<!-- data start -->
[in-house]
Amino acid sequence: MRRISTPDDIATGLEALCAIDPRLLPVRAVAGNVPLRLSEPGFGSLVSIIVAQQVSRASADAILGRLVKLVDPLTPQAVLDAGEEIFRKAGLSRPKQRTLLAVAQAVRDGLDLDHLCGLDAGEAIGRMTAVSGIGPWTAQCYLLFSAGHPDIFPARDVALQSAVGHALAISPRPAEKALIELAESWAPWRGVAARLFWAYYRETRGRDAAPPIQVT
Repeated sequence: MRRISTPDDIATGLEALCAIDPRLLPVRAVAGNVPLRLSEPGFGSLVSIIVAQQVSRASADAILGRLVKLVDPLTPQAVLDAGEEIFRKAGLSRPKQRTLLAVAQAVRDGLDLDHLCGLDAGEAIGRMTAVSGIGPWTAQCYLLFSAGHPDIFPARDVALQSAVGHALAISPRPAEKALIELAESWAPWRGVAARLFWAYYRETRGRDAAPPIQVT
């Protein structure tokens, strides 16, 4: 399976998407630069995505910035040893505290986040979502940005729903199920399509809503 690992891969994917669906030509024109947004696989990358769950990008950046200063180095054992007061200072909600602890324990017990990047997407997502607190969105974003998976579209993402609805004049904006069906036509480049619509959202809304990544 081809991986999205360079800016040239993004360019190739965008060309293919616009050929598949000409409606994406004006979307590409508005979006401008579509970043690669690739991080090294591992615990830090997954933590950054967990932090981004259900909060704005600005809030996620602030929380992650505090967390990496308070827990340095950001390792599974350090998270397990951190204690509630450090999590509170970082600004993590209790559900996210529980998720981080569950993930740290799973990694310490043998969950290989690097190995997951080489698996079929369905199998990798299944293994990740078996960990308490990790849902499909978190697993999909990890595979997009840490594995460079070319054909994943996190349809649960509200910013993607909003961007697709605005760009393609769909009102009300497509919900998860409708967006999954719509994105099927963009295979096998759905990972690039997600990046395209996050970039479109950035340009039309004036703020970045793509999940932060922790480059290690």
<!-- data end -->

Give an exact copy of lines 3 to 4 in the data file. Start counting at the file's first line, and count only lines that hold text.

Repeated sequence: MRRISTPDDIATGLEALCAIDPRLLPVRAVAGNVPLRLSEPGFGSLVSIIVAQQVSRASADAILGRLVKLVDPLTPQAVLDAGEEIFRKAGLSRPKQRTLLAVAQAVRDGLDLDHLCGLDAGEAIGRMTAVSGIGPWTAQCYLLFSAGHPDIFPARDVALQSAVGHALAISPRPAEKALIELAESWAPWRGVAARLFWAYYRETRGRDAAPPIQVT
């Protein structure tokens, strides 16, 4: 399976998407630069995505910035040893505290986040979502940005729903199920399509809503 690992891969994917669906030509024109947004696989990358769950990008950046200063180095054992007061200072909600602890324990017990990047997407997502607190969105974003998976579209993402609805004049904006069906036509480049619509959202809304990544 081809991986999205360079800016040239993004360019190739965008060309293919616009050929598949000409409606994406004006979307590409508005979006401008579509970043690669690739991080090294591992615990830090997954933590950054967990932090981004259900909060704005600005809030996620602030929380992650505090967390990496308070827990340095950001390792599974350090998270397990951190204690509630450090999590509170970082600004993590209790559900996210529980998720981080569950993930740290799973990694310490043998969950290989690097190995997951080489698996079929369905199998990798299944293994990740078996960990308490990790849902499909978190697993999909990890595979997009840490594995460079070319054909994943996190349809649960509200910013993607909003961007697709605005760009393609769909009102009300497509919900998860409708967006999954719509994105099927963009295979096998759905990972690039997600990046395209996050970039479109950035340009039309004036703020970045793509999940932060922790480059290690």